In all cases, extreme caution should be shown to claims of being ‘complementary’. Many philosophies taught to CAM practitioners can be very antagonistic to mainstream medicine. Homeopaths believe their treatments are a complete medicine in itself and that mainstream medicine is a fraud and false doctrine. Homeopaths may claim to be complementary but are actually hostile to working mainstream treatments.

Independent investigations into Homeopaths offering HIV treatment in Africa have shown what they say they are doing in public differs from their private practice[1].  The Commission should act on the presumption the CAM is being used as an alternative and not a complementary therapy.

The Commission should also take into account the potential harms of a therapy from secondary effects like contact with a CAM therapist with conspiratorial and anti-public health views, such as anti-vaccination beliefs. These are widespread and often part of the therapies dogma, particularly amongst homeopaths and some chiropractors. The Commission should seek evidence that public health initiatives and other health activities are not being undermined by CAM contact.

There are well established and accepted hierarchies of medical evidence. The Commission, in general, should expect systematic reviews of trials for the proposed treatments conducted by independent and impartial researchers. These reviews should be in general be accepted by the medical community – not just the therapy community where there is of course a vested interest. The evidence should relate directly to the claims being made. For example, a review of homeopathy for hay-fever could not be used for claims of treatments of HIV in Africa. The context and specifics of the charity’s aims require contextual and specific evidence.

The Commission should,

  • recognise that a well-meaning desire and an intention to treat and care does not mean outcomes will be beneficial.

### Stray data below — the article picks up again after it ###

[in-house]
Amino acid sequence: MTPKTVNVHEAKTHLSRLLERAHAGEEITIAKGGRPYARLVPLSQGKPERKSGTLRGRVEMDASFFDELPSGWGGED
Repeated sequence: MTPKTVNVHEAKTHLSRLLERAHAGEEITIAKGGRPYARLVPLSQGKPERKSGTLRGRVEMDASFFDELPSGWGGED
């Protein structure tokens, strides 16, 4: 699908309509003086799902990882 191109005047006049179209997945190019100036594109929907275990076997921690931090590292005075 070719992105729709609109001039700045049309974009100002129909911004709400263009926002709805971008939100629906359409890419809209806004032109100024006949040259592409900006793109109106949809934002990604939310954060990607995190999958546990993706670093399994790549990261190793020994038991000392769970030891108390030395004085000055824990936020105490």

• expect charities to hold robust evidence commensurate with the explicit and implicit claims associated with their aims.
  • demand charities assess the impact of their claims being wrong and evidence mitigation strategies.
  • ensure mainstream medical practice accepts that a charity is acting in accordance with public health programmes and is genuinely complementary to their medical practices.
  • ensure the evidence held relates directly to the activities and context of the charity.

Question 2: Can the benefit of the use or promotion of CAM therapies be established by general acceptance or recognition, without the need for further evidence of beneficial impact? If so, what level of recognition, and by whom, should the Commission consider as evidence?

Popular acceptance of a treatment is not evidence of effectiveness.

Even in mainstream medical treatments, popular treatments may not be as effective as commonly thought. It is the hallmark of professional evidence based medicine that popular treatments are dropped when clinical evidence emerges to show they are not effective. CAM is characterised by a complete inability to alter practice based on clinical evidence and instead relies on dogma, lore and personal beliefs.

Practitioners and patients of CAMs come to believe their treatments work as a result of common biases and misconceptions about health, illnesses and how you can determine effectiveness. The most common medical error is to assume that because an person has got better it was because of the last treatment used. Illnesses fluctuate in their severity. Many illnesses are self-limiting and resolve naturally. Inert treatments, such as homeopathy or acupuncture, can give the illusion they are effective to the unwary. Reporting biases are common: dead patients tend to be less vocal about their treatments than patients who have got better.

This is why evidence from fair trials is most important. Fair trials are able to compare the course of the illness with and without the treatment whilst limiting the possibility of confounding factors giving a false result. Fair trials usually blind participants so expectations cannot play a part in biasing reporting. Fair trials usually randomise patients into treatment and control arms to give meaningful comparisons.

There are no shortcuts to this. Gaining robust medical evidence, that can be used in a clinical setting, is hard. Popularity, ancient wisdom, intuition and personal interpretations of subjective experiences (anecdotes) are not substitutes.

The Commission should

  • not accept popularity or longevity as a substitute for evidence.
  • reject testimonials or anecdotal evidence.
  • accept the best systematic reviews of evidence from fair trials.

Question 3: How should the Commission consider conflicting or inconsistent evidence of beneficial impact regarding CAM therapies?

All scientific evidence exists within an environment of conflicting results. Individual studies can give misleading results. Indeed, most studies will, to one or extent or another, not represent the truth. This is why the Commission should be very wary of cherry picked studies to support a claim.